These earwigs are winged, and the combined length of antenna segments 4-6 is longer than the basal segment. The male forceps are symmetrical, not strongly curved, and the right and left forcep are nearly equal size.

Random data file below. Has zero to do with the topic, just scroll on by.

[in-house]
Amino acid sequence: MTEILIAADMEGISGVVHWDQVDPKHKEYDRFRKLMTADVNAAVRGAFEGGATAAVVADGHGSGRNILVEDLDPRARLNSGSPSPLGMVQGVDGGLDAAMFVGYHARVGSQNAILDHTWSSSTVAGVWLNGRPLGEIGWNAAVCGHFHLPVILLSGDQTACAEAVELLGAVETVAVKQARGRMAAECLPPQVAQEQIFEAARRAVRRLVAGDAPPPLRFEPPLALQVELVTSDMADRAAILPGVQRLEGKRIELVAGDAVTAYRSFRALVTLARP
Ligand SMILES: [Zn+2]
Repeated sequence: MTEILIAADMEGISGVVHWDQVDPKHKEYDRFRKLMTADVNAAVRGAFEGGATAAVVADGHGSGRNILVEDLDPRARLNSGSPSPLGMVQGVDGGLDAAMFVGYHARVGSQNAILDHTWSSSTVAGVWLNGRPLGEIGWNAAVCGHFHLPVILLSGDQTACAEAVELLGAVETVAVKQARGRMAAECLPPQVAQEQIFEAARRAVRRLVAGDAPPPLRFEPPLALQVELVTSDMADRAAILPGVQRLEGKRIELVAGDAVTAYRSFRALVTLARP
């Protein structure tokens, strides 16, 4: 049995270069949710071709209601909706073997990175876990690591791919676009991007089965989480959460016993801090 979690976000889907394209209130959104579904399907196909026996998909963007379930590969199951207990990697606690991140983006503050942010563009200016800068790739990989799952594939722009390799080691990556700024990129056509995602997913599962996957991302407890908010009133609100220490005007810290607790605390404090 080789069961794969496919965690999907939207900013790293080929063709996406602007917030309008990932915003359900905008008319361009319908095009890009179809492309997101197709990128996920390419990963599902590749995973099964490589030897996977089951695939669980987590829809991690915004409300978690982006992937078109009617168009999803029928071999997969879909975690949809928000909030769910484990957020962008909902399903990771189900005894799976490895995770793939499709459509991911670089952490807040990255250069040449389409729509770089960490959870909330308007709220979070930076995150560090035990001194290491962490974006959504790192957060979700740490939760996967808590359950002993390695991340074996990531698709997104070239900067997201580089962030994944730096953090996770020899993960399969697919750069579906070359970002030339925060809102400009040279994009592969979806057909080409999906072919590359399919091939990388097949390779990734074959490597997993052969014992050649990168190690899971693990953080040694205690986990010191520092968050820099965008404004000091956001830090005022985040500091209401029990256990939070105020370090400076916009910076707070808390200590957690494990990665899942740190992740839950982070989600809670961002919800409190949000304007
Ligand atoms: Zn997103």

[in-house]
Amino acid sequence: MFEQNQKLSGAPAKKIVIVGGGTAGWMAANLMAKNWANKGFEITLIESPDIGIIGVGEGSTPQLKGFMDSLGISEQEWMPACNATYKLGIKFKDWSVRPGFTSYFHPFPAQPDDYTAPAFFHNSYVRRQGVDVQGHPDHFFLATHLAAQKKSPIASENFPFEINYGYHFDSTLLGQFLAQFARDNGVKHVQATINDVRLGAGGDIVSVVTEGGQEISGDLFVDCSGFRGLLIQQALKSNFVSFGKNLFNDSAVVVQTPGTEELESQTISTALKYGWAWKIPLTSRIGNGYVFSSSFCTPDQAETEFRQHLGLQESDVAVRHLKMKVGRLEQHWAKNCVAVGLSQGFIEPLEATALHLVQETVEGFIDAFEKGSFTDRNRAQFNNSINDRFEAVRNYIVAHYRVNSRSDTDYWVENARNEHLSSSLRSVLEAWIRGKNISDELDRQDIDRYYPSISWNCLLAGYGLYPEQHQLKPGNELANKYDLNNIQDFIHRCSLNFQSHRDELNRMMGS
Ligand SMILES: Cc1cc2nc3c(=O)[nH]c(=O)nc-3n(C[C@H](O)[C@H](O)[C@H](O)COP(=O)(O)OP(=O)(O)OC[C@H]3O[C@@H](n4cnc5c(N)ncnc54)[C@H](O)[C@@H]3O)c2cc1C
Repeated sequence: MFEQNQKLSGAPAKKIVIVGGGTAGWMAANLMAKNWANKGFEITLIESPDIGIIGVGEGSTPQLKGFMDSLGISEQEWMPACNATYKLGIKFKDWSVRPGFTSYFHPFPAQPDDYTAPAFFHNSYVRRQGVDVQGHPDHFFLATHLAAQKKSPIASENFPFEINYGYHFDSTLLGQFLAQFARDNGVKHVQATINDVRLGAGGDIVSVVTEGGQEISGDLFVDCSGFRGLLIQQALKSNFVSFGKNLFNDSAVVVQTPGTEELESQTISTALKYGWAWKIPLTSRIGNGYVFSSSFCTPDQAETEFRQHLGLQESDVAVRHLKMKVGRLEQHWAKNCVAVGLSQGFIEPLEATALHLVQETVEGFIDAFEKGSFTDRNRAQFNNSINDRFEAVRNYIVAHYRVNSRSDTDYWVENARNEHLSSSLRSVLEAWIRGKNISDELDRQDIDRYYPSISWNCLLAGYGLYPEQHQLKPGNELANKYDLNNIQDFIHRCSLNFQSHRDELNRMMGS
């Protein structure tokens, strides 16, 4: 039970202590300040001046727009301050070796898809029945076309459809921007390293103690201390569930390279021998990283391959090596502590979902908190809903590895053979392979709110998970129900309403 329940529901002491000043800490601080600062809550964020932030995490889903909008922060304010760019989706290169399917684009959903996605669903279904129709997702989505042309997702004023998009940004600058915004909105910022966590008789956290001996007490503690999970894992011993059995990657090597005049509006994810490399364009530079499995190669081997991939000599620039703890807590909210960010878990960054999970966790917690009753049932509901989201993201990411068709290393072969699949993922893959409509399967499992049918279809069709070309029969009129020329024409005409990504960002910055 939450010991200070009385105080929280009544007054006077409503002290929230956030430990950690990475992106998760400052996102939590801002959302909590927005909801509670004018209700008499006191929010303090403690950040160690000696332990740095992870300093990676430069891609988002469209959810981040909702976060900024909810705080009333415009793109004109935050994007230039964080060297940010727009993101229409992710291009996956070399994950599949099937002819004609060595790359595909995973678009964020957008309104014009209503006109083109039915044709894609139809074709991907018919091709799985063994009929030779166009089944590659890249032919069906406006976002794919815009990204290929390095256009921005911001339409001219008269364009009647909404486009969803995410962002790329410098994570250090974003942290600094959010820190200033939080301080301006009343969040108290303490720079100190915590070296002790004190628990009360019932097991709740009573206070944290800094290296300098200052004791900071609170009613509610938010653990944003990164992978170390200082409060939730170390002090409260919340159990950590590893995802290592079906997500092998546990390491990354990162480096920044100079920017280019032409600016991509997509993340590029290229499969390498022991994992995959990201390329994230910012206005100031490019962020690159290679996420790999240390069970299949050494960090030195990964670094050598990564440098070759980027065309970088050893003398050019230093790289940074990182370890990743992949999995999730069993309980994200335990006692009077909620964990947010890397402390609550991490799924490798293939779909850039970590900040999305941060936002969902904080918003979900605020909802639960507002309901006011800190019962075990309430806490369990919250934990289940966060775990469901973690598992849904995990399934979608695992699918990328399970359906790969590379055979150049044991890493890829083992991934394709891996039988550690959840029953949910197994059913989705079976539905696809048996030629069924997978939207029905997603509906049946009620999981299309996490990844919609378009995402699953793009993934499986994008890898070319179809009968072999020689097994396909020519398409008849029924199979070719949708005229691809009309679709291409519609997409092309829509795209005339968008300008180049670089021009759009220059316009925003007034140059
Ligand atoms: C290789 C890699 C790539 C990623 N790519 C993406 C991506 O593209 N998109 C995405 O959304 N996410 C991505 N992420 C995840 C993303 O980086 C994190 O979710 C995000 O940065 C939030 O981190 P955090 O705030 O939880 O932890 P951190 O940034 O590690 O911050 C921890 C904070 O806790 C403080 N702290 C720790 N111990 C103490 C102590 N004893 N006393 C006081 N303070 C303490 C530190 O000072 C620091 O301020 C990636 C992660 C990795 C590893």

Striped earwig, Labidura riparia Adults are 20-25 mm long. The body is pale brown to reddish brown with black markings, the abdomen is banded, and the forceps are yellowish brown. Male forceps are long and usually toothed, and the lastabdominal segment has two spines. Female forceps have small basal teeth. Eggs are deposited in earthen burrows constructed by females. Females deposit three or four batches of eggs per year in favorable conditions. Females groom the eggs to remove fungi from their surface; hatching occurs in about 7 days, and the first-stage nymphs feed on the empty eggs. Nymphs remain in the egg chamber until the second molt. Development of the immature stages is 49-60 days at 26 °C. These earwigs are insect predators, but also feed on other material, although not usually plants. They are attracted to lights at night. This species occurs in the southeastern USA.

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